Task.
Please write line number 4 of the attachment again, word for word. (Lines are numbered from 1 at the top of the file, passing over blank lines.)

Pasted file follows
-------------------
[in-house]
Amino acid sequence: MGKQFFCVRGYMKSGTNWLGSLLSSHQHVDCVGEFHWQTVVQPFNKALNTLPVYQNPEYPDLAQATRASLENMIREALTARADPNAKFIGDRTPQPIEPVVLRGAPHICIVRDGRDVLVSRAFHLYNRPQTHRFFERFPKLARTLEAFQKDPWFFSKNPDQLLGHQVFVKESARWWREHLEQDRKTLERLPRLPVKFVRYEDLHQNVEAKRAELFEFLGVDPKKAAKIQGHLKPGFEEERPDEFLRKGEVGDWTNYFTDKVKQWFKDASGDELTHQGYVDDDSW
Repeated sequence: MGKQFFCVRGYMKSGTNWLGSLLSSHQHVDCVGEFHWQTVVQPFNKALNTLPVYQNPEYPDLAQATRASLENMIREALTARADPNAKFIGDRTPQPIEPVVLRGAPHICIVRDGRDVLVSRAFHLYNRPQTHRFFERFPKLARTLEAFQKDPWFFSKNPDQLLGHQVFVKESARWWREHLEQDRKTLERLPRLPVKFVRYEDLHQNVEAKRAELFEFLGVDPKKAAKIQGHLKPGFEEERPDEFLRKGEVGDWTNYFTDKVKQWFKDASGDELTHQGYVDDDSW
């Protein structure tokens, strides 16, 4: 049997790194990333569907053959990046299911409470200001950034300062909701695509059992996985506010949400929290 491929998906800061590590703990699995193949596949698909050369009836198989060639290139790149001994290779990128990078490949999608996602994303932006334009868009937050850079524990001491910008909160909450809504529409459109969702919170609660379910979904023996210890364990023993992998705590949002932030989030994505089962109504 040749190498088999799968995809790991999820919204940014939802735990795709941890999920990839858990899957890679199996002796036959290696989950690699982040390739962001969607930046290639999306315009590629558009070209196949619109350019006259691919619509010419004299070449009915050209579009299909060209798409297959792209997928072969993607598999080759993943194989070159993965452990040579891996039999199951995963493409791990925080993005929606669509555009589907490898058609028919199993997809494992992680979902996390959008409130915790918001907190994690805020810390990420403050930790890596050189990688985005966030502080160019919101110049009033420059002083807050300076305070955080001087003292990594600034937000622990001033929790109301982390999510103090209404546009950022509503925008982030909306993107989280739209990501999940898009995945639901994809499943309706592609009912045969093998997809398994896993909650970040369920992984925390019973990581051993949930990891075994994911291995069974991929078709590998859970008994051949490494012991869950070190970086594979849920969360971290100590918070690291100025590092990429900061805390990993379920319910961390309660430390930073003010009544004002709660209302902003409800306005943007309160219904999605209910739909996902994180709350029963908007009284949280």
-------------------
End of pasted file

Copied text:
């Protein structure tokens, strides 16, 4: 049997790194990333569907053959990046299911409470200001950034300062909701695509059992996985506010949400929290 491929998906800061590590703990699995193949596949698909050369009836198989060639290139790149001994290779990128990078490949999608996602994303932006334009868009937050850079524990001491910008909160909450809504529409459109969702919170609660379910979904023996210890364990023993992998705590949002932030989030994505089962109504 040749190498088999799968995809790991999820919204940014939802735990795709941890999920990839858990899957890679199996002796036959290696989950690699982040390739962001969607930046290639999306315009590629558009070209196949619109350019006259691919619509010419004299070449009915050209579009299909060209798409297959792209997928072969993607598999080759993943194989070159993965452990040579891996039999199951995963493409791990925080993005929606669509555009589907490898058609028919199993997809494992992680979902996390959008409130915790918001907190994690805020810390990420403050930790890596050189990688985005966030502080160019919101110049009033420059002083807050300076305070955080001087003292990594600034937000622990001033929790109301982390999510103090209404546009950022509503925008982030909306993107989280739209990501999940898009995945639901994809499943309706592609009912045969093998997809398994896993909650970040369920992984925390019973990581051993949930990891075994994911291995069974991929078709590998859970008994051949490494012991869950070190970086594979849920969360971290100590918070690291100025590092990429900061805390990993379920319910961390309660430390930073003010009544004002709660209302902003409800306005943007309160219904999605209910739909996902994180709350029963908007009284949280």